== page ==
4.7.4      The assumption that encryption users would require some form of third party system rested hitherto on the premise that software based methods would be employed to generate encryption materials. While the software approach still predominates, a shift towards primarily hardware based solutions is starting to revise thinking. The need for emergency data recovery, date/time stamping and non-repudiation facilities is certain to be felt and that means trusted third parties will have a place. As a passing comment, use of the Internet seems to have increased the community's level of data security consciousness. The realisation that using the Internet in open mode to buy tickets for a function on a particular date may be to risk advertising one's house may be empty on that evening would be disquieting!

4.7.5      While the American and British proposals both envisage law enforcement and national security agencies serving legal instruments on TTPs or escrow agencies and obtaining the specified keys, the confidentiality of such arrangements is not guaranteed and the integrity of investigations is sometimes put at risk. Problems of leakage of information from telecommunications carriers and companies providing pager services to the subjects of law enforcement investigations are currently experienced in Australia and may be expected to continue. The post 1 July 1997 deregulated climate is unlikely to temper this pattern.

4.7.6      Users of TTPs, escrow arrangements or key recovery agencies will need to ask themselves to what extent those service providers should be trusted. The British Government has formally proposed a licensing system and a Federal Bureau of Investigation/Department of Justice proposal outlined the US Administration's views of the characteristics it considered should attach to the service provided and those providing the services. Licensing systems, or their equivalents, do not guarantee ownership of such agencies will remain in the national interest, nor that those involved would remain immune to inducements or coercion, but they do provide a measure of public confidence. In that fabled New World Order of which public commentators are wont to speak, key recovery agencies, escrow agencies and TTPs will become major intelligence targets for all countries with a capability to match their desire. It will be possible for the risk factor to be reduced, where users have the wit and resources to spread it across jurisdictions and different control interests, to have some objective testing of the 'trust quotient' of service providers, but not finally to eliminate it.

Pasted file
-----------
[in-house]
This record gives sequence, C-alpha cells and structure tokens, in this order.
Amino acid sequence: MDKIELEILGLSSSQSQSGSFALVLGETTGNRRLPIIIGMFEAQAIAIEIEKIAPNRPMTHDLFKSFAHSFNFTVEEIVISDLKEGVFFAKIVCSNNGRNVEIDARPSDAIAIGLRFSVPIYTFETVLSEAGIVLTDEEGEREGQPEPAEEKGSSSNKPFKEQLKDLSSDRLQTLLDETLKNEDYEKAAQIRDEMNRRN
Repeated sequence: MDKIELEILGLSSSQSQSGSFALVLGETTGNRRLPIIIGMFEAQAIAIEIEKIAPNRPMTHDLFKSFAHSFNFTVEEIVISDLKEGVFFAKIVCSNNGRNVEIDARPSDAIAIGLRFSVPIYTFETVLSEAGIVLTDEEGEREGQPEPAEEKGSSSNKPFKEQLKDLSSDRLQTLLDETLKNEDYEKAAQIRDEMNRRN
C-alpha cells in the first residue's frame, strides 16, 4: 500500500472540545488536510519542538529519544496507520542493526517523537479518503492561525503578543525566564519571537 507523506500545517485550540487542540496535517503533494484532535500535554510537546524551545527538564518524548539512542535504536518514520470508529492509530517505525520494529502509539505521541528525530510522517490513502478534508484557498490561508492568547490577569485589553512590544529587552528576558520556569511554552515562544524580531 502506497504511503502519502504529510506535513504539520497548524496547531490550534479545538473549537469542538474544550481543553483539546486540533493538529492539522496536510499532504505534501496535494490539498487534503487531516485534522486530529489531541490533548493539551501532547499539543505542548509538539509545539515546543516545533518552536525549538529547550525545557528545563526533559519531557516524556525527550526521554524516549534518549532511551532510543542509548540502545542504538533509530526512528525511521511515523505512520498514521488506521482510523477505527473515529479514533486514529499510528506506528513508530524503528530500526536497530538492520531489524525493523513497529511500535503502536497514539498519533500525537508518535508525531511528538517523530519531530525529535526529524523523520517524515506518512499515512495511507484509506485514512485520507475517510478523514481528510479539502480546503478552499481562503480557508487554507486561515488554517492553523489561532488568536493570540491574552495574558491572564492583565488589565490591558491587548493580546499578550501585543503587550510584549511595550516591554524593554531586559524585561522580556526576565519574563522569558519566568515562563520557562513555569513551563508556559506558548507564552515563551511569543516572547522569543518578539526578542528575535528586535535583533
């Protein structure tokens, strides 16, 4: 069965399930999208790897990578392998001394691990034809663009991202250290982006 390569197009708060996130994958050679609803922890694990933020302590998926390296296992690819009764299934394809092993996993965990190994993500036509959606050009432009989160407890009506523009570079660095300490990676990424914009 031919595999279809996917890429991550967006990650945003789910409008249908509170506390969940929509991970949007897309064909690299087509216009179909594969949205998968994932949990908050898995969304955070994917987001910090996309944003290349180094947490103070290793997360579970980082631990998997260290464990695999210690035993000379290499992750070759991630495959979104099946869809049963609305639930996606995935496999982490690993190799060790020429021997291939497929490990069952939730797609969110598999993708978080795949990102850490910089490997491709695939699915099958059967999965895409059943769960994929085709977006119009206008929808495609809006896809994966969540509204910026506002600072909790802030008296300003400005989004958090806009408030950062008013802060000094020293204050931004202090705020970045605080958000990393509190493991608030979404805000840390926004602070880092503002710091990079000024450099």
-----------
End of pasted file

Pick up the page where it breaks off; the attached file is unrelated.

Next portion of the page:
4.7.7      How then to address the question of trust? Users cannot be expected to presume the bona fades of those providing third party services and the integrity of commercial and personal transactions will rest on that of the service providers. This dictates, in view of the potential for corruption in this industry sector, a form of screening and registration will be essential. The procedures used in several States and Territories to assess potential casino operators would be a useful initial model for the integrity checking process. In view of the pace at which technology has been developing and the cost and consequences of leaving the process of regulation too late, it would be prudent for government to indicate early its intention to apply a system of registration and take the administrative steps to implement it.